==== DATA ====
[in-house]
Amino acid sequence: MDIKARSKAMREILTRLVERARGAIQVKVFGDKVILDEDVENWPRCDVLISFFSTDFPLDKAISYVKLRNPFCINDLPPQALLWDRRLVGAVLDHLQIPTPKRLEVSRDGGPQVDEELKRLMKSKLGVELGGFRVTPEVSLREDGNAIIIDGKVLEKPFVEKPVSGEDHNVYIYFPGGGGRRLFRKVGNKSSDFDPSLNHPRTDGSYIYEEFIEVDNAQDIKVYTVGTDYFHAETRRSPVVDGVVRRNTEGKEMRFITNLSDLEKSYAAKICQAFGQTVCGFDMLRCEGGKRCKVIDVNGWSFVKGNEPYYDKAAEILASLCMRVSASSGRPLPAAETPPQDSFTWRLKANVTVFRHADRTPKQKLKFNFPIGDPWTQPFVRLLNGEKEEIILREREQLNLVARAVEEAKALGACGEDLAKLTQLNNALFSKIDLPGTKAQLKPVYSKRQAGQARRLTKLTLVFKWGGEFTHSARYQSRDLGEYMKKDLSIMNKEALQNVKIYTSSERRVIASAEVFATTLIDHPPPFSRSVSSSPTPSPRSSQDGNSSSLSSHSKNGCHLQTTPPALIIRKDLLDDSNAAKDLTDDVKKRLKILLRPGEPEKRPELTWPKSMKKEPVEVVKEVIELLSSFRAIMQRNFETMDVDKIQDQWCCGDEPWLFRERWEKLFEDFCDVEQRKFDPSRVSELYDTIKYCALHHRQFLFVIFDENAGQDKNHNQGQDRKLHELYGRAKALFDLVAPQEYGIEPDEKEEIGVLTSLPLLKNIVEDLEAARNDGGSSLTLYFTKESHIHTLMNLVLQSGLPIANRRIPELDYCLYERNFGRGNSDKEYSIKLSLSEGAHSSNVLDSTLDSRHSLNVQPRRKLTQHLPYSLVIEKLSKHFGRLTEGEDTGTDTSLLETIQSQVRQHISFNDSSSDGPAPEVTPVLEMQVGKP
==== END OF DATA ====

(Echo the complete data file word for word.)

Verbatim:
[in-house]
Amino acid sequence: MDIKARSKAMREILTRLVERARGAIQVKVFGDKVILDEDVENWPRCDVLISFFSTDFPLDKAISYVKLRNPFCINDLPPQALLWDRRLVGAVLDHLQIPTPKRLEVSRDGGPQVDEELKRLMKSKLGVELGGFRVTPEVSLREDGNAIIIDGKVLEKPFVEKPVSGEDHNVYIYFPGGGGRRLFRKVGNKSSDFDPSLNHPRTDGSYIYEEFIEVDNAQDIKVYTVGTDYFHAETRRSPVVDGVVRRNTEGKEMRFITNLSDLEKSYAAKICQAFGQTVCGFDMLRCEGGKRCKVIDVNGWSFVKGNEPYYDKAAEILASLCMRVSASSGRPLPAAETPPQDSFTWRLKANVTVFRHADRTPKQKLKFNFPIGDPWTQPFVRLLNGEKEEIILREREQLNLVARAVEEAKALGACGEDLAKLTQLNNALFSKIDLPGTKAQLKPVYSKRQAGQARRLTKLTLVFKWGGEFTHSARYQSRDLGEYMKKDLSIMNKEALQNVKIYTSSERRVIASAEVFATTLIDHPPPFSRSVSSSPTPSPRSSQDGNSSSLSSHSKNGCHLQTTPPALIIRKDLLDDSNAAKDLTDDVKKRLKILLRPGEPEKRPELTWPKSMKKEPVEVVKEVIELLSSFRAIMQRNFETMDVDKIQDQWCCGDEPWLFRERWEKLFEDFCDVEQRKFDPSRVSELYDTIKYCALHHRQFLFVIFDENAGQDKNHNQGQDRKLHELYGRAKALFDLVAPQEYGIEPDEKEEIGVLTSLPLLKNIVEDLEAARNDGGSSLTLYFTKESHIHTLMNLVLQSGLPIANRRIPELDYCLYERNFGRGNSDKEYSIKLSLSEGAHSSNVLDSTLDSRHSLNVQPRRKLTQHLPYSLVIEKLSKHFGRLTEGEDTGTDTSLLETIQSQVRQHISFNDSSSDGPAPEVTPVLEMQVGKP